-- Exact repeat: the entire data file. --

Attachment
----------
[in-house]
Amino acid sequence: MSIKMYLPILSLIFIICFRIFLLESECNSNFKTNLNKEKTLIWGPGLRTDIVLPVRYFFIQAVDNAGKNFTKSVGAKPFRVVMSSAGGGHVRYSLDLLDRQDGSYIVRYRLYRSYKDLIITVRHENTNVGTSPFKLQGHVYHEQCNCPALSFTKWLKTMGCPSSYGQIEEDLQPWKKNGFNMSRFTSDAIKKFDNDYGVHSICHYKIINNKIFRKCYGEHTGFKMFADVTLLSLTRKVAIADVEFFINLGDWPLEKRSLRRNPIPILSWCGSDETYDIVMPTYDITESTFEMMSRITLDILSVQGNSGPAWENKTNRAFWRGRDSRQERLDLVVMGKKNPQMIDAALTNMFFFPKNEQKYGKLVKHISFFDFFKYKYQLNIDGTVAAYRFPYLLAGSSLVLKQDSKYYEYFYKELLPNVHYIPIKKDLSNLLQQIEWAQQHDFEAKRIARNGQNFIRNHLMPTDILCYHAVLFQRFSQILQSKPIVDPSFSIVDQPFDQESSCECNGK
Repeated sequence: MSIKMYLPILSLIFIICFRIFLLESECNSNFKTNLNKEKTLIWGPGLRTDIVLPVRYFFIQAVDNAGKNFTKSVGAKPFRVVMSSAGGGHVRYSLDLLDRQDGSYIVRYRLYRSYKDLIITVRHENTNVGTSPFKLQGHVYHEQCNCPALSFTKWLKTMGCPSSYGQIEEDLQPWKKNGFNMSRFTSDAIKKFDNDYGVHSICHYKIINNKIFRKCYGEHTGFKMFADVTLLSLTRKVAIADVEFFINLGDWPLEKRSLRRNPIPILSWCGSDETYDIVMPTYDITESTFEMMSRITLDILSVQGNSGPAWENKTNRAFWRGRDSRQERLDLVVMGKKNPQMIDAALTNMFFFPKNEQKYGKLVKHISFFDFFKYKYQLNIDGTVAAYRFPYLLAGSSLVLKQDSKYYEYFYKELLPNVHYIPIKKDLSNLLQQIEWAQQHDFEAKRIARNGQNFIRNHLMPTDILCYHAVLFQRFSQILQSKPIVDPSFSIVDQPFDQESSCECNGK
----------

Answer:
[in-house]
Amino acid sequence: MSIKMYLPILSLIFIICFRIFLLESECNSNFKTNLNKEKTLIWGPGLRTDIVLPVRYFFIQAVDNAGKNFTKSVGAKPFRVVMSSAGGGHVRYSLDLLDRQDGSYIVRYRLYRSYKDLIITVRHENTNVGTSPFKLQGHVYHEQCNCPALSFTKWLKTMGCPSSYGQIEEDLQPWKKNGFNMSRFTSDAIKKFDNDYGVHSICHYKIINNKIFRKCYGEHTGFKMFADVTLLSLTRKVAIADVEFFINLGDWPLEKRSLRRNPIPILSWCGSDETYDIVMPTYDITESTFEMMSRITLDILSVQGNSGPAWENKTNRAFWRGRDSRQERLDLVVMGKKNPQMIDAALTNMFFFPKNEQKYGKLVKHISFFDFFKYKYQLNIDGTVAAYRFPYLLAGSSLVLKQDSKYYEYFYKELLPNVHYIPIKKDLSNLLQQIEWAQQHDFEAKRIARNGQNFIRNHLMPTDILCYHAVLFQRFSQILQSKPIVDPSFSIVDQPFDQESSCECNGK
Repeated sequence: MSIKMYLPILSLIFIICFRIFLLESECNSNFKTNLNKEKTLIWGPGLRTDIVLPVRYFFIQAVDNAGKNFTKSVGAKPFRVVMSSAGGGHVRYSLDLLDRQDGSYIVRYRLYRSYKDLIITVRHENTNVGTSPFKLQGHVYHEQCNCPALSFTKWLKTMGCPSSYGQIEEDLQPWKKNGFNMSRFTSDAIKKFDNDYGVHSICHYKIINNKIFRKCYGEHTGFKMFADVTLLSLTRKVAIADVEFFINLGDWPLEKRSLRRNPIPILSWCGSDETYDIVMPTYDITESTFEMMSRITLDILSVQGNSGPAWENKTNRAFWRGRDSRQERLDLVVMGKKNPQMIDAALTNMFFFPKNEQKYGKLVKHISFFDFFKYKYQLNIDGTVAAYRFPYLLAGSSLVLKQDSKYYEYFYKELLPNVHYIPIKKDLSNLLQQIEWAQQHDFEAKRIARNGQNFIRNHLMPTDILCYHAVLFQRFSQILQSKPIVDPSFSIVDQPFDQESSCECNGK